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• The Singular Value Decomposition

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Course by: Steven J. Cox. E-mail the author

# The Singular Value Decomposition

Module by: Steven J. Cox. E-mail the author

Summary: This module introduces the singular value decomposition.

The singular value decomposition is another name for the spectral representation of a rectangular matrix. Of course if AA is mm-by-nn and mn m n then it does not make sense to speak of the eigenvalues of AA. We may, however, rely on the previous section to give us relevant spectral representations of the two symmetric matrices

• ATA A A
• AAT A A
That these two matrices together may indeed tell us 'everything' about AA can be gleaned from 𝒩ATA=𝒩A 𝒩 A A 𝒩 A 𝒩AAT=𝒩AT 𝒩 A A 𝒩 A ATA=AT A A A AAT=A A A A You have proven the first of these in a previous exercise. The proof of the second is identical. The row and column space results follow from the first two via orthogonality.

On the spectral side, we shall now see that the eigenvalues of AAT A A and ATA A A are nonnegative and that their nonzero eigenvalues coincide. Let us first confirm this on the adjacency matrix associated with the unstable swing (see figure in another module)

A=( 0100 -1010 0001 ) A 0 1 0 0 -1 0 1 0 0 0 0 1
(1)
The respective products are AAT=( 100 020 001 ) A A 1 0 0 0 2 0 0 0 1 ATA=( 10-10 0100 -1010 0001 ) A A 1 0 -1 0 0 1 0 0 -1 0 1 0 0 0 0 1 Analysis of the first is particularly simple. Its null space is clearly just the zero vector while λ1 =2 λ1 2 and λ2 =1 λ2 1 are its eigenvalues. Their geometric multiplicities are n1 =1 n1 1 and n2 =2 n2 2 . In ATA A A we recognize the SS matrix from the exercise in another moduleand recall that its eigenvalues are λ1 =2 λ1 2 , λ2 =1 λ2 1 , and λ3 =0 λ3 0 with multiplicities n1 =1 n1 1 , n2 =2 n2 2 , and n3 =1 n3 1 . Hence, at least for this AA, the eigenvalues of AAT A A and ATA A A are nonnegative and their nonzero eigenvalues coincide. In addition, the geometric multiplicities of the nonzero eigenvalues sum to 3, the rank of AA.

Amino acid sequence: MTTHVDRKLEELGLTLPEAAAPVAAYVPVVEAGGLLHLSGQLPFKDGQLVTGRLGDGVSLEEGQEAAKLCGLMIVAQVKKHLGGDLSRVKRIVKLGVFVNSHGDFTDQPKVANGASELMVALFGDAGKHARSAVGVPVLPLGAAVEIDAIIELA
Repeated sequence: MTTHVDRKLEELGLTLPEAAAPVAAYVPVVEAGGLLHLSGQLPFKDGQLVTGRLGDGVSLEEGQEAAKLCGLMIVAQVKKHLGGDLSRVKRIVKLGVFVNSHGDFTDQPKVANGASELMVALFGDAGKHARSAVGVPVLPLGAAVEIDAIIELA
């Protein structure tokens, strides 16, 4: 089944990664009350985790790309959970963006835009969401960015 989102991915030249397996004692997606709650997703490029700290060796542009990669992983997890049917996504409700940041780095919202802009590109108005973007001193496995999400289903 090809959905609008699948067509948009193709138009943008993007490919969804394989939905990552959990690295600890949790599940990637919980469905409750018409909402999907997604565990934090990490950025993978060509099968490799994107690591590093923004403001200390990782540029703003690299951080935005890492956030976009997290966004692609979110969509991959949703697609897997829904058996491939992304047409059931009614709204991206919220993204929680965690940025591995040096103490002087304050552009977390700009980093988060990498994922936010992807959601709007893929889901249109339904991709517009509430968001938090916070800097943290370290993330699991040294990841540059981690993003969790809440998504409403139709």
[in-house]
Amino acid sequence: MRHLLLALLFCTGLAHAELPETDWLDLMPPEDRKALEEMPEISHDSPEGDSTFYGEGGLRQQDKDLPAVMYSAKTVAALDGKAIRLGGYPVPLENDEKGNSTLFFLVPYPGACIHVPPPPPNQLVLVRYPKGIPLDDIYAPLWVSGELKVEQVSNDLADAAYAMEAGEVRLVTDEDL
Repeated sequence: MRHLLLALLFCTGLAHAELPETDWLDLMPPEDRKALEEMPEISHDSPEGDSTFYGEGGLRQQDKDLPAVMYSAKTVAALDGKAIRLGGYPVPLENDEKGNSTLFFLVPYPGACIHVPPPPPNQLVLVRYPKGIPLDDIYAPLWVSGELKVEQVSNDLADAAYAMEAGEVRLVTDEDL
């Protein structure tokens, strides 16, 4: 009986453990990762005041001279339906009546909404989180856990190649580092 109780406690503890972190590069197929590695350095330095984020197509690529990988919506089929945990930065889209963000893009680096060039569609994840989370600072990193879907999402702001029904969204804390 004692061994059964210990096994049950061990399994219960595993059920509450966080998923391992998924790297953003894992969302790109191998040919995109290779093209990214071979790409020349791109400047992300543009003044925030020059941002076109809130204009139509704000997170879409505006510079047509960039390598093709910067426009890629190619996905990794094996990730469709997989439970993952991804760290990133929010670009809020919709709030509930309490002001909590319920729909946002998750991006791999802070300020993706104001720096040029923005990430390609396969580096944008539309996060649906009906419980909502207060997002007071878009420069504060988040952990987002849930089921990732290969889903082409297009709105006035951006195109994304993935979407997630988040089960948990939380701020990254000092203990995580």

## Proposition 1

The eigenvalues of AAT A A and ATA A A are nonnegative. Their nonzero eigenvalues, including geometric multiplicities, coincide. The geometric multiplicities of the nonzero eigenvalues sum to the rank of AA.

### Proof

If ATAx=λx A A x λ x then xTATAx=λxTx x A A x λ x x , i.e., Ax2=λx2 A x 2 λ x 2 and so λ ≥ 0. A similar argument works for AAT A A .

Now suppose that λj >0 λj 0 and that x j , k k = 1 nj x j , k k = 1 nj constitutes an orthogonal basis for the eigenspace Pj Pj . Starting from

ATA x j , k = λj x j , k A A x j , k λj x j , k
(2)
we find, on multiplying through (from the left) by AA that AATA x j , k = λj A x j , k A A A x j , k λj A x j , k i.e., λjλj is an eigenvalue of AAT A A with eigenvector A x j , k A x j , k , so long as A x j , k 0 A x j , k 0 . It follows from the first paragraph of this proof that A x j , k = λj A x j , k λj , which, by hypothesis, is nonzero. Hence,
y j , k A x j , k λj   ,   1k nj    1 k nj y j , k A x j , k λj
(3)
is a collection of unit eigenvectors of AAT A A associated with λjλj. Let us now show that these vectors are orthonormal for fixed jj. y j , i T y j , k =1 λj x j , i T ATA x j , k = x j , i T x j , k =0 y j , i T y j , k 1 λj x j , i T A A x j , k x j , i T x j , k 0 We have now demonstrated that if λj >0 λj 0 is an eigenvalue of ATA A A of geometric multiplicity njnj. Reversing the argument, i.e., generating eigenvectors of ATA A A from those of AAT A A we find that the geometric multiplicities must indeed coincide.

Regarding the rank statement, we discern from Equation 2 that if λj >0 λj 0 then x j , k ATA x j , k A A . The union of these vectors indeed constitutes a basis for ATA A A , for anything orthogonal to each of these x j , k x j , k necessarily lies in the eigenspace corresponding to a zero eigenvalue, i.e., in 𝒩ATA 𝒩 A A . As ATA=AT A A A it follows that dimℛATA=r dimℛ A A r and hence the njnj, for λj >0 λj 0 , sum to r.